New Game allows you to create a custom game with exactly the setup you want. This includes all of the options mentioned above that were included/excluded based on experience level, along with Spirit selection and island layout.
In the Early Access version, only your most recent game is saved so “Resume Game” simply takes you to your most recent incomplete game.
I love what Handelabra has done here. They have used the “Quick Play” in their other titles, but I’m not sure I remember it having been explained as thoroughly as it has here. If you know what general level of difficulty/complexity you want, all you have to do is hit “Quick Play” and you will get a randomly setup game within your comfort level. This is a fantastic small detail that will save players a lot of time. It would be poor if they didn’t allow you to fully customize games, but that is still there as well. Simply giving you a shortcut from launching the game to playing is a great feature.
The game will initially only be released on Steam and will not feature online multiplayer. This is par for the Handelabra course, although with their past titles the iOS/Android tablet versions have had concrete release dates which is not the case with Spirit Island. Given that all of their past titles have hit mobile, it is likely a safe bet that Spirit Island will follow suit, but we're not sure when. Any firm plans for expansions have also not been announced. This is a huge title and one that I hope sells incredibly well to ensure that Handelabra is able to make all of these extras come to life down the line.
I’ve typed mostly about the digital implementation with little in regards to the actual game. I’ll save most of that for the full review, but I will say that Spirit Island was pretty much exactly what I expected. A very tight, tense push-pull, constantly fighting fires type of co-op. The game is relentless even on the lowest levels in making you balance the invaders with the blight with the ravaging. The Spirits that I have used have been fun. Learning to best use their powers is the crux of the game. The amount of variety here is staggering. All of the spirits and enemy tuning you can do is great, but you can also set up the island in a variety of different ways. All told, Spirit Island lives up to its reputation as an “incredibly tough co-op with a steep learning curve and massive amount of replayability.” All of these things make it a fantastic fit for a digital implementation.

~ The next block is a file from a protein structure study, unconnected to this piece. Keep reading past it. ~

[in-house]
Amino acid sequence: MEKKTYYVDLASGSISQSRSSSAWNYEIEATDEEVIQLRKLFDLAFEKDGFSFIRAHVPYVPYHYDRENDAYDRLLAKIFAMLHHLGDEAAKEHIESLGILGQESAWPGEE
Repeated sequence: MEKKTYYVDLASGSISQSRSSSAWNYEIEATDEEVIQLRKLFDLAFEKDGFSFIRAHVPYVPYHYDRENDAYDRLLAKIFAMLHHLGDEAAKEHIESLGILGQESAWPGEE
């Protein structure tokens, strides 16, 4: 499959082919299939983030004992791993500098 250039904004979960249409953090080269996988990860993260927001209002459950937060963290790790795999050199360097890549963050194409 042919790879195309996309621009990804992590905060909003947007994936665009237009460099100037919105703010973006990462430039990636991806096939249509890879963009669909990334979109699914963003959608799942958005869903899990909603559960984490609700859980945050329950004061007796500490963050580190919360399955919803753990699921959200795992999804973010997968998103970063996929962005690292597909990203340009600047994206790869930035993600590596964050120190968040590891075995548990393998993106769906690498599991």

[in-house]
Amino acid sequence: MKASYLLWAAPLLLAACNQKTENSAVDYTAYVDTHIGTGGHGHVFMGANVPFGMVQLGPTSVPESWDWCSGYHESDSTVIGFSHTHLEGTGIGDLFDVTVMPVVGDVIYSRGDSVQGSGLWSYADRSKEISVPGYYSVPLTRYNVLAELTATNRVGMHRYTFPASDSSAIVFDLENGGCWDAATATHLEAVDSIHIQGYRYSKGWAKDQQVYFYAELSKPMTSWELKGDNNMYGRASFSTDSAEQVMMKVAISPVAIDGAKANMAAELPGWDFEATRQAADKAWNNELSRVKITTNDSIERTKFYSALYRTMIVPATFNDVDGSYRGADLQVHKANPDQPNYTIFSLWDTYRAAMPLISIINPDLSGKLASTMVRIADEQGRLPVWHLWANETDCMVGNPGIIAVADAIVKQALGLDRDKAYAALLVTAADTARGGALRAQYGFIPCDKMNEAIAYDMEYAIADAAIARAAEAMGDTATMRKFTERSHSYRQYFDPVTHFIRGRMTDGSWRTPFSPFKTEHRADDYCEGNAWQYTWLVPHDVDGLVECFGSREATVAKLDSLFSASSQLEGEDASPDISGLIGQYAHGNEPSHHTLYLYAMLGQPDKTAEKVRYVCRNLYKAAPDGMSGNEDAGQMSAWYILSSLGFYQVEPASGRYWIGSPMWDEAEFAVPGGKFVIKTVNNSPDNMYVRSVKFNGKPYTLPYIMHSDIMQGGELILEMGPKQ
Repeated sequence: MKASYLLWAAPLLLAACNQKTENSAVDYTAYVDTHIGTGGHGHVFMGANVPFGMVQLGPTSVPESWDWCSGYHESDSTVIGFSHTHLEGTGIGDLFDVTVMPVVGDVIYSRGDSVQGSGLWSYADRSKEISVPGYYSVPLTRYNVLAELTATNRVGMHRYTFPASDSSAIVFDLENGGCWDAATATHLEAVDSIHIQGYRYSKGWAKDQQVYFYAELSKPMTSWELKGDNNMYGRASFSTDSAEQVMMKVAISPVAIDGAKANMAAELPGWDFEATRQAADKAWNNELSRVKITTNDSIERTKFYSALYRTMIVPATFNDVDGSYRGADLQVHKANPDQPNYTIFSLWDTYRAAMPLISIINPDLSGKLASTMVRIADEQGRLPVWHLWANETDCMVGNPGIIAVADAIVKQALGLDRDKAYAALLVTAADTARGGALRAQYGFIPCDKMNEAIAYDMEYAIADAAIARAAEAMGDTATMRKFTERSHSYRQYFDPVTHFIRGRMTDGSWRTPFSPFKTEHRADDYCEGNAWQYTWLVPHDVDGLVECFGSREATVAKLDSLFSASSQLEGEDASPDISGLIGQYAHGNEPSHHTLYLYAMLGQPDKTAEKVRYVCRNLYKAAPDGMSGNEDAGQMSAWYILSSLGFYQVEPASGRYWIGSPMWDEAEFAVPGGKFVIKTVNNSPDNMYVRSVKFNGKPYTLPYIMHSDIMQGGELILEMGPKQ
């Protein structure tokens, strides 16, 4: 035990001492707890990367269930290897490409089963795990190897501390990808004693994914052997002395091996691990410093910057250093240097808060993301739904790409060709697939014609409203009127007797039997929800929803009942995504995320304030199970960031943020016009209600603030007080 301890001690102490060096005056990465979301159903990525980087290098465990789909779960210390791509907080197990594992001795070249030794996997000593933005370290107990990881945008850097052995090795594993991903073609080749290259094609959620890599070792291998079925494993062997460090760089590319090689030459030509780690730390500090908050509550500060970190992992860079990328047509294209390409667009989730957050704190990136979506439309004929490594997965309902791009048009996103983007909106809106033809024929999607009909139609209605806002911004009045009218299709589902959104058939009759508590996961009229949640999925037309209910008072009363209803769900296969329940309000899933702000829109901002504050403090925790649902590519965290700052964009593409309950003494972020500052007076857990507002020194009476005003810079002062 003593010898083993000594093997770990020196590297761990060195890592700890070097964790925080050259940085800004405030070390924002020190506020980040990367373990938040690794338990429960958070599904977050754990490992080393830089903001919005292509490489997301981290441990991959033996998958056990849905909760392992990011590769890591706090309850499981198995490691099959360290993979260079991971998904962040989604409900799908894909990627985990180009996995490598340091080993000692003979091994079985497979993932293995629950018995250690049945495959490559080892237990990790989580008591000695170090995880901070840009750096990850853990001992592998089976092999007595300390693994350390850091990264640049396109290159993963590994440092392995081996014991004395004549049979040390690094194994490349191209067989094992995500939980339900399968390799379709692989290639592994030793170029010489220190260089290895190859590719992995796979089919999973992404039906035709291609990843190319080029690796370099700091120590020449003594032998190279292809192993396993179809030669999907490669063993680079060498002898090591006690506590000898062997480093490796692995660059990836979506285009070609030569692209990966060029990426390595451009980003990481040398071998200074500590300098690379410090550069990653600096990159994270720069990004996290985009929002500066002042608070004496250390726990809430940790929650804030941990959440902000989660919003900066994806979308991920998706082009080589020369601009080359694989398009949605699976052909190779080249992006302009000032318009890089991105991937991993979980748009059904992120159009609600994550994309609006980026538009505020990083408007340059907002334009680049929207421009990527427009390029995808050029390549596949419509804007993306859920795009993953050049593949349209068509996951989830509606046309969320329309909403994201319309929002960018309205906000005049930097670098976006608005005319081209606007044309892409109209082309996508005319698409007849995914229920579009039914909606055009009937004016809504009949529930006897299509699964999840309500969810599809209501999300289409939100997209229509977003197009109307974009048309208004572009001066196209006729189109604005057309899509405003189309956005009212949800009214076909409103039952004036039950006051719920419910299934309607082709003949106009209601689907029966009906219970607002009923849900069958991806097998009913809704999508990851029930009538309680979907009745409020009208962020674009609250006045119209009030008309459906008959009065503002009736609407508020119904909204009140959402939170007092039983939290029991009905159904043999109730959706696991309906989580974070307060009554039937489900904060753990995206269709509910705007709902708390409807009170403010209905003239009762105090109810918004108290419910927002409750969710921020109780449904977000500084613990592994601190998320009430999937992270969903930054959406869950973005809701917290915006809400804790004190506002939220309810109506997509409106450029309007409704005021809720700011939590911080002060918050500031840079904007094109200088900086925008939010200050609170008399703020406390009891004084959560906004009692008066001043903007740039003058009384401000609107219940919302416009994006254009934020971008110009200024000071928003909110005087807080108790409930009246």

Spirit Island Digital, in Early Access, is exactly what I had hoped and expected from Handelabra. It is a polished app by many company’s release standards and gets so many small details right. The way they streamline the turns to make them simple enough that I was fully comfortable with what I was doing a few turns into the game is a real accomplishment.
The thing I’m most looking forward to in the final release is the tutorial. I think this is a key part of the digital experience. They made the app incredibly user friendly, but I’m hoping the tutorial does some work to bridge the gap between “this is how I play” and “this is a good way to play to give yourself a chance to win.” The latter has been tough to come by for me in my handful of games. This is expected in such a heavy game, and I’m enjoying my incremental progress with each play, but I feel like the tutorial is a chance to shorten the learning curve for new players.
Spirit Island Digital is available now in Steam Early Access. Follow us on Twitter to keep up with news about the final release and to see our full review of the final product.